United States District Court, C.D. Illinois
MERIT REVIEW ORDER
E. SHADID UNITED STATES DISTRICT JUDGE.
cause is before the Court for merit review of the
Plaintiff's complaint. The Court is required by 28 U.S.C.
§1915A to “screen” the Plaintiff's
complaint, and through such process to identify and dismiss
any legally insufficient claim, or the entire action if
warranted. A claim is legally insufficient if it “(1)
is frivolous, malicious, or fails to state a claim upon which
relief may be granted; or (2) seeks monetary relief from a
defendant who is immune from such relief.” 28 U.S.C.
a pro se prisoner, claims Defendants Major Chad Brown, Kendra
Wolf, Grievance Officer Simpson and Intelligence Officer Guy
Pierce violated his constitutional rights at Pontiac
Correctional Center. Plaintiff says on November 2, 2016, he
received a disciplinary ticket and appeared before the
Adjustment Committee six days later on November 8, 2016.
Plaintiff submitted a written statement denying all claims.
November 18, 2016, Plaintiff received a second disciplinary
report regarding the same charges. Plaintiff appeared before
the Adjustment Committee again on December 7, 2016. This time
Plaintiff submitted two written statements to Defendants
Brown and Wolf.
December 20, 2016, Plaintiff received the Adjustment
Committee final report which noted there was a delay in the
hearing while committee members waited for finalization of
one of two disciplinary reports from internal affairs.
(Comp., Ex. D). Plaintiff was found guilty of Gang or
Unauthorized Organization Activity and Abuse of Privileges.
The committee based its decision on a month's long
internal affairs investigation of Plaintiff involving three
confidential informants and audio surveillance. Plaintiff was
found to be a high ranking member of the Gangster Disciples
gang who had ordered members to assault an inmate. (Comp.,
Ex. D). Plaintiff received one year in segregation and lost
one year of good time credits.
says the final report indicated Plaintiff had requested a lie
detector test, but the report made no mention of
Plaintiff's claim that the hearing was held in violation
of Sections 504.80 and 504.90 of the Illinois Administrative
Code. Plaintiff says if Defendants Brown and Wolf had
considered his claim, they “would have no other option
than to dismiss said disciplinary report.” (Comp, p.
5). Therefore, Defendants violated his due process rights.
relevant section of the Administrative Code states the
“Adjustment Committee hearing shall be convened, but
need not be concluded, within 14 days after the commission of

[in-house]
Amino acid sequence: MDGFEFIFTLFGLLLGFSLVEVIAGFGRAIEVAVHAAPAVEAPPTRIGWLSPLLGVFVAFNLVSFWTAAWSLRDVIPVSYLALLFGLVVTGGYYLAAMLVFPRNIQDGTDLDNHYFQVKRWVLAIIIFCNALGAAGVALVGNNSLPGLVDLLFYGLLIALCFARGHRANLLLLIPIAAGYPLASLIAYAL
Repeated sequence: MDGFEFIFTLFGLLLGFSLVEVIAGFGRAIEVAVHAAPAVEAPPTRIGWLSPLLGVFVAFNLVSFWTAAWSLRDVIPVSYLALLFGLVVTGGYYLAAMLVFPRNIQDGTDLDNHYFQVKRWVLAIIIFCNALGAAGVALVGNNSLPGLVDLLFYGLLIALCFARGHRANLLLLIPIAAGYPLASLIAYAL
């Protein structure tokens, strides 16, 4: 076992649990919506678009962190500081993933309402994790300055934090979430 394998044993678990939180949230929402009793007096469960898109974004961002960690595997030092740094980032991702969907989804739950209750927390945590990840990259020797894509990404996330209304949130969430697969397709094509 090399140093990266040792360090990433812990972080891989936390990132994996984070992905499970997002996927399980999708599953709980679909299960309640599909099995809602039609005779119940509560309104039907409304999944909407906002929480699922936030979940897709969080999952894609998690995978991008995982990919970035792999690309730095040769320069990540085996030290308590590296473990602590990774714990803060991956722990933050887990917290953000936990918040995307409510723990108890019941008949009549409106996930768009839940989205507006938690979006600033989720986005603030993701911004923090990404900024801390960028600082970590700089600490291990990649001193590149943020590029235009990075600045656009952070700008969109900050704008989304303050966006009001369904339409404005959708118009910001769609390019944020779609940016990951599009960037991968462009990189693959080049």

the offense by an offender or its discovery, whenever
possible, …..” 20 Il.Adm.Code 504.80. The
section clearly does not require a hearing within 14 days and
the Seventh Circuit has expressly held “there is no
protected liberty interest in having a hearing within eight
days. Without a liberty interest, there can be no procedural
due process violation.” Martin v. Peters, 1995
WL 10739, at *1 (7th Cir. 1995).
addition, Section 504.90 pertains to situations in which a
Warden remands the decision of the Adjustment Committee for
new hearing if the proceedings are found to be defective and
therefore the section is not applicable to Plaintiff. 20
Il.Adm.Code 504.90. Plaintiff has not articulated a due
process claim, nor any other constitutional violation based
on the disciplinary hearing.
next outlines repeated problems he had filing a grievance
pertaining to the disciplinary hearing. For instance,
Plaintiff submitted a grievance, but received no response
from Officer Simpson. Plaintiff then submitted his grievance
to the Warden, but received it back directing him to forward
his grievance with the grievance officer. Plaintiff
resubmitted his grievance, but again did not receive a
then details several steps he took to process his grievance
including sending several request slips to the grievance
officer. The grievance officer ultimately claimed she had
previously returned two grievances to Plaintiff because he
had not signed them. Plaintiff says he never received any of
his grievances back and no signature is required. Plaintiff
adds Defendant Pierce was responsible for monitoring his
ingoing and outgoing mail including his grievances.
Therefore, Plaintiff says Defendants Simpson and Pierce
“deliberately sabotaged the completion and the process
of plaintiff's grievance.” (Comp., p. 7).
has again failed to state a violation of his constitutional
rights. “Prison grievance procedures are not mandated
by the First Amendment and do not by their very existence
create interests protected by the Due Process Clause”
of the Fourteenth Amendment. Owens v. Hinsley, 635
F.3d 950, 953 (7th Cir.2011) (citations omitted). The
Constitution requires no procedure at all, and the failure of
state prison officials to follow their own procedures does
not, standing alone, violate the Constitution. Maust v.
Headley, 959 F.2d 644, 648 (7th Cir.1992); Shango v.
Jurich, 681 F.2d 1091, 1100-01 (7th Cir.1982). In
addition, Plaintiff was not denied meaningful access to the
Courts as he was able to file his complaint in this lawsuit.
Plaintiff's complaint is dismissed for failure to state a
claim pursuant to Federal Rule of Civil Procedure 12(b)(6)
and 28 U.S.C. Section 1915A. This case is closed. All pending
motions are denied as moot. [5, 6].
dismissal shall count as one of the Plaintiff's three
allotted strikes pursuant to 28 U.S.C. Section 1915(g). The
clerk of the court is directed to record ...